McGill returns to the villa and the driver says that Rafael told him to wait. Leocadia and Luis speak in English, and are having a snack before going to the opera in Madrid. McGill knew it all along, and they figure that he’s no friend of Santiago after he defended Aida. Luis advises McGill not to see his father-in-law again, warning that it will be an unsatisfactory transmission. Aida gets into the taxi to accompany her children, and Luis makes reference to his wife about how she was born out of marriage. Angry, Leocadia slaps him and joins her mother, and McGill watches as they drive away.

In the study, McGill finds Santiago mopping the floor. He says that he does his own cleaning in the room, and knows all about the meeting at the hotel. Santiago knows that Paco spies for the police, and McGill demands answers. The Spaniard confirms that Rafael was the one responsible and ordered McGill to tell him everything. Santiago finally explains that 30 years ago, he was an anarchist. He was in the wrong part of the country when the civil war broke out, and his superiors ordered him and one other to stay where he was and become fifth columnists against Franco’s government. Santiago betrayed everyone to rise in power, and eventually he was betrayed as well and put in prison. He knows that Rafael--his partner--betrayed him. Santiago wants McGill to determine if Rafael is still an anarchist, or a traitor to the cause. He intercepted a shipment of Franco’s gold and was going to send word to the anarchists, but was betrayed first. If Rafael was an anarchist then he’ll help Santiago deliver the gold to the anarchists in exile. If he’s a traitor then he’ll die. Santiago offers McGill a bank draft to arrange a meeting between him and Rafael... and points out that he has no choice unless he wants to go to prison. What happens after that is none of McGill’s concern.

That night, the driver takes McGill to a waiting Rafael. McGill tells him what Santiago wants, and asks if Rafael is still with Franco. Rafael admits that he can no longer remember being an anarchist, and McGill figures that he’s turned. He says that Santiago doesn’t want to kill Rafael, and still thinks that he’s his anarchist friend. McGill says that Rafael can trust Santiago, and says that Santiago wants his advice on what to do with the gold. Rafael would rather believe that Santiago wants to kill him, and tells Teniente to stand guard over McGill while he meets privately with Santiago. He takes Teniente’s gun and orders McGill to hand over his pistol as well. Once McGill does so, Rafael tells him to enjoy some cognac. Rafael leaves and Teniente offers McGill the cognac. The captain explains that the letter was on authentic paper and the typewriter used was standard issue during the war. They share a drink and then McGill knocks Teniente out and handcuffs him inside the car.

Rafael arrives t the villa and enters the study holding McGill’s gun. Santiago is surprised to see the gun, and throws his glass of alcohol at him. Rafael easily avoids it and fires a warning shot, then asks about the gold. Santiago claims that he lied about the gold to convince McGill to work for him, Rafael fires the remaining shots from McGill’s gun, and then tells Santiago to take it. Santiago refuses, and Rafael says that he saved his life by forging documents to get him sent to prison rather than face a firing squad. He insists that he had orders to betray Santiago, and now he must kill him.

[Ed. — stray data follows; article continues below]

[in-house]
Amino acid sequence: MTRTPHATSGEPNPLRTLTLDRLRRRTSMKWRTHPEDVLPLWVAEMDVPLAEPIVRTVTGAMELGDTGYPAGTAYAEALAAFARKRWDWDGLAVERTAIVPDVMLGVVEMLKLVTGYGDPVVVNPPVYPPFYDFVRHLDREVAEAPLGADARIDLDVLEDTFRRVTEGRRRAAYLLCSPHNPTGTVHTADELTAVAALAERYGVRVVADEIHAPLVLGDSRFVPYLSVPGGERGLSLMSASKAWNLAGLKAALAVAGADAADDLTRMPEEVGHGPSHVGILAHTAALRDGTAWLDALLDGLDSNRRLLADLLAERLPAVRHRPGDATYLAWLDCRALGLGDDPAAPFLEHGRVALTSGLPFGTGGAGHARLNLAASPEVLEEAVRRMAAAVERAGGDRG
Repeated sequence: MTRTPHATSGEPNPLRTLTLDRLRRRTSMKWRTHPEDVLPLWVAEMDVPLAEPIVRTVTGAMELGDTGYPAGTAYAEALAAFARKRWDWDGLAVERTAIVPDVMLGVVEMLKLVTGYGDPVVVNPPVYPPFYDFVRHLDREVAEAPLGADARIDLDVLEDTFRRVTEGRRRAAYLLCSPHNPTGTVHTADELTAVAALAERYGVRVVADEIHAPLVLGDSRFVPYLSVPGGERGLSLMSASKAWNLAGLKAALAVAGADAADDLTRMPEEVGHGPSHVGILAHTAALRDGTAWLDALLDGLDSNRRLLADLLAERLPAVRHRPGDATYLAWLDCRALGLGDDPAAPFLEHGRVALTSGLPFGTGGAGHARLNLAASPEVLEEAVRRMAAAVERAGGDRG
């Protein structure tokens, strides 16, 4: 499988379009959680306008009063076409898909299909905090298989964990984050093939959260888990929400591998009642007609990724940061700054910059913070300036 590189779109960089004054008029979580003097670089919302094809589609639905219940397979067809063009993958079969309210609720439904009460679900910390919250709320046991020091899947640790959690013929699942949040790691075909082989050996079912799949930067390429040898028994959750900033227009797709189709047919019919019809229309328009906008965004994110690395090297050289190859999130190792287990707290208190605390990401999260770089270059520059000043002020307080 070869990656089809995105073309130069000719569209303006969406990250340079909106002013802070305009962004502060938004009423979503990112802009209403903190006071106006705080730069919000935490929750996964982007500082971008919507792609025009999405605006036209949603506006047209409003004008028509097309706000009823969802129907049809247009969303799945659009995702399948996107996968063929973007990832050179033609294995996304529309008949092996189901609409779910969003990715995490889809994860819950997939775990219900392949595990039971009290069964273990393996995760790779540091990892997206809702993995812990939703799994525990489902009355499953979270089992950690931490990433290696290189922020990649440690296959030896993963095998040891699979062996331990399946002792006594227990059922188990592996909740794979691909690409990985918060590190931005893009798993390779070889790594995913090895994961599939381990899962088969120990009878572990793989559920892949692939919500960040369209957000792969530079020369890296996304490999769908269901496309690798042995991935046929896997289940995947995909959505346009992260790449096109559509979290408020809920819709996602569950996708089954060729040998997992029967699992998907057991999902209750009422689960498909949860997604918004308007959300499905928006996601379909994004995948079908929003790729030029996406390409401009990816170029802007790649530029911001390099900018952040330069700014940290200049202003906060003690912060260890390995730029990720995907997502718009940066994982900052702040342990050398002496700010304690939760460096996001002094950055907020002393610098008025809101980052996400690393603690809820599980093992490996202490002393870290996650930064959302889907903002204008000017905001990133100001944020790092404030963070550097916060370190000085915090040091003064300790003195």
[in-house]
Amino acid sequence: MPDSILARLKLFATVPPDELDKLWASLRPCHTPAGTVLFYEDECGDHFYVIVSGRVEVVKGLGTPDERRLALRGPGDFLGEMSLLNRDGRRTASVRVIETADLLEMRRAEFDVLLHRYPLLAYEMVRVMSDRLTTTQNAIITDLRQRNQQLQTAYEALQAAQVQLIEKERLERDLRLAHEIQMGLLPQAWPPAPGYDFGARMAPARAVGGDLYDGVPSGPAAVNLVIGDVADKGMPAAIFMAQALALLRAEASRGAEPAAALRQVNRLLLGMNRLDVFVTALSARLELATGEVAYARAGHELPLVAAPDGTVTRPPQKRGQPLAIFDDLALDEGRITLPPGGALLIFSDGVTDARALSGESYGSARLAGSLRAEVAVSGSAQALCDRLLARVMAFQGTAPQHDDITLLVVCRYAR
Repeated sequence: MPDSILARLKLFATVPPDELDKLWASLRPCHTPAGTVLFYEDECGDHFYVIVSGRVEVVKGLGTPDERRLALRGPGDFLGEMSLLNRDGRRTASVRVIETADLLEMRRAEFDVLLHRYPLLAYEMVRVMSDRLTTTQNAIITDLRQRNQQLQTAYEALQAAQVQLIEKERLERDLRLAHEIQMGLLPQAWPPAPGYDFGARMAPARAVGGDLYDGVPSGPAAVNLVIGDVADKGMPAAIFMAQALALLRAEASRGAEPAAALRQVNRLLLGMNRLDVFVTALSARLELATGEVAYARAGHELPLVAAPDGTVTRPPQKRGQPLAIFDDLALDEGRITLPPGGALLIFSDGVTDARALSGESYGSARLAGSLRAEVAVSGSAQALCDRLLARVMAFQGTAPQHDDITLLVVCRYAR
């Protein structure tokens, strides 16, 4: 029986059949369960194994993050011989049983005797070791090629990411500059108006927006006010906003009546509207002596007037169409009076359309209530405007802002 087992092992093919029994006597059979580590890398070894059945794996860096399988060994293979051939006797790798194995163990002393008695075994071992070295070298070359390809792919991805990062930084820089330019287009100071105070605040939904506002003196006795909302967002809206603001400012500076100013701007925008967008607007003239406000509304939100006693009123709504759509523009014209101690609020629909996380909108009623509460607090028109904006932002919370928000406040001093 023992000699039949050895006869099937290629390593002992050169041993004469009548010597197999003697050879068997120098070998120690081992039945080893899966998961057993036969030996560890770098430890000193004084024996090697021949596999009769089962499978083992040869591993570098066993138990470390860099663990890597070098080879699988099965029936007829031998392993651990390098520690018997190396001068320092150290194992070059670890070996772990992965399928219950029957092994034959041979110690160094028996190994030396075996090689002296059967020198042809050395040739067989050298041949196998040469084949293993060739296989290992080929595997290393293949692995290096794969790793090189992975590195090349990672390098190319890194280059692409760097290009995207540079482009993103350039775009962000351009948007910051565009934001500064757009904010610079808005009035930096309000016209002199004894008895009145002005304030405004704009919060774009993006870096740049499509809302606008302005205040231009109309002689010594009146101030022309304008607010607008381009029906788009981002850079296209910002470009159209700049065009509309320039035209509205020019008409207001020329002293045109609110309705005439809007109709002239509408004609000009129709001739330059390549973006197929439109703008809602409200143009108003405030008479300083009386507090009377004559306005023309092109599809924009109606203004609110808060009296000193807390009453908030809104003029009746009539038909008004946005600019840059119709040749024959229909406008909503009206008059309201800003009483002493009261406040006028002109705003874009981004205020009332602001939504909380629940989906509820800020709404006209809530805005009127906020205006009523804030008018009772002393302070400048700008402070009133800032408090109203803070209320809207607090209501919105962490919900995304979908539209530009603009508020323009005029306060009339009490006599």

McGill sneaks in behind Rafael and jumps him, and grabs his gun while Santiago goes for his desk. Rafael says that the gun is empty, and a disgusted McGill throws it away. He insists that Santiago wants to tell Rafael about the gold, and Santiago says that there is no gold for the man who came to kill him. McGill tosses the water from the mop bucket on the floor, and points out that it’s running down through the cracks in the tiles. He pries up the tiles, revealing the hidden lever, and pulls on it. The trapdoor opens, knocking Rafael off of his feet, and McGill grabs his gun. He then orders Santiago and Rafael down into the chamber. McGill stays in the study and calls down, explaining that he’s going to use Santiago’s old typewriter to forge a letter of safe conduct for himself and Rafael will sign. The second will be a confession that Rafael is an anarchist. If Rafael harms Santiago then he’ll send the confession to Franco. The third will be a letter confirming that Santiago stole Franco’s gold. If Santiago harms Rafael then McGill will send the letter to the government. Once he’s across the border, he’ll wire Teniente to free them both, and shuts the trapdoor.

Surprised, Rafael realizes that Santiago was telling the truth all along. They discuss whether to send the gold to the anarchists, and Rafael suggests that they take the gold for themselves. Chuckling, Santiago agrees. However, he discovers that Leocadia left a letter saying that she, Luis, and Aida took the gold and are leaving the country. Rafael finds the whole thing amusing.

McGill finishes the letters and passes them down to be signed. He doesn’t want to hear about the missing gold and closes the trapdoor once he has the signed letters.

Written by Gadfly on Sep 27, 2015